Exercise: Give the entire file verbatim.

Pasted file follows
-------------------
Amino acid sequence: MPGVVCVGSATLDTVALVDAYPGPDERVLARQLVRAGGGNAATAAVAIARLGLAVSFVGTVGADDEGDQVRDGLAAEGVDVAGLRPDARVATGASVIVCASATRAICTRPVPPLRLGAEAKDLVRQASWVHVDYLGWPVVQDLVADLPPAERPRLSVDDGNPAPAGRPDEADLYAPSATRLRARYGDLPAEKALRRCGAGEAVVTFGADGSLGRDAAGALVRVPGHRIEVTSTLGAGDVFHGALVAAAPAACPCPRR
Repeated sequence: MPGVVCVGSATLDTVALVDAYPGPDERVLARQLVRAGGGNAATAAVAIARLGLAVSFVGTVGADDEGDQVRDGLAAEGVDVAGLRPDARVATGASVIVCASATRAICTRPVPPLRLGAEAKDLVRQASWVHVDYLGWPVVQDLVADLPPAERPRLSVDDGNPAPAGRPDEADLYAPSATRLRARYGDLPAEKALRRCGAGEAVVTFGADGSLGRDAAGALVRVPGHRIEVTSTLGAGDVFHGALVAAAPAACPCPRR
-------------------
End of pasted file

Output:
Amino acid sequence: MPGVVCVGSATLDTVALVDAYPGPDERVLARQLVRAGGGNAATAAVAIARLGLAVSFVGTVGADDEGDQVRDGLAAEGVDVAGLRPDARVATGASVIVCASATRAICTRPVPPLRLGAEAKDLVRQASWVHVDYLGWPVVQDLVADLPPAERPRLSVDDGNPAPAGRPDEADLYAPSATRLRARYGDLPAEKALRRCGAGEAVVTFGADGSLGRDAAGALVRVPGHRIEVTSTLGAGDVFHGALVAAAPAACPCPRR
Repeated sequence: MPGVVCVGSATLDTVALVDAYPGPDERVLARQLVRAGGGNAATAAVAIARLGLAVSFVGTVGADDEGDQVRDGLAAEGVDVAGLRPDARVATGASVIVCASATRAICTRPVPPLRLGAEAKDLVRQASWVHVDYLGWPVVQDLVADLPPAERPRLSVDDGNPAPAGRPDEADLYAPSATRLRARYGDLPAEKALRRCGAGEAVVTFGADGSLGRDAAGALVRVPGHRIEVTSTLGAGDVFHGALVAAAPAACPCPRR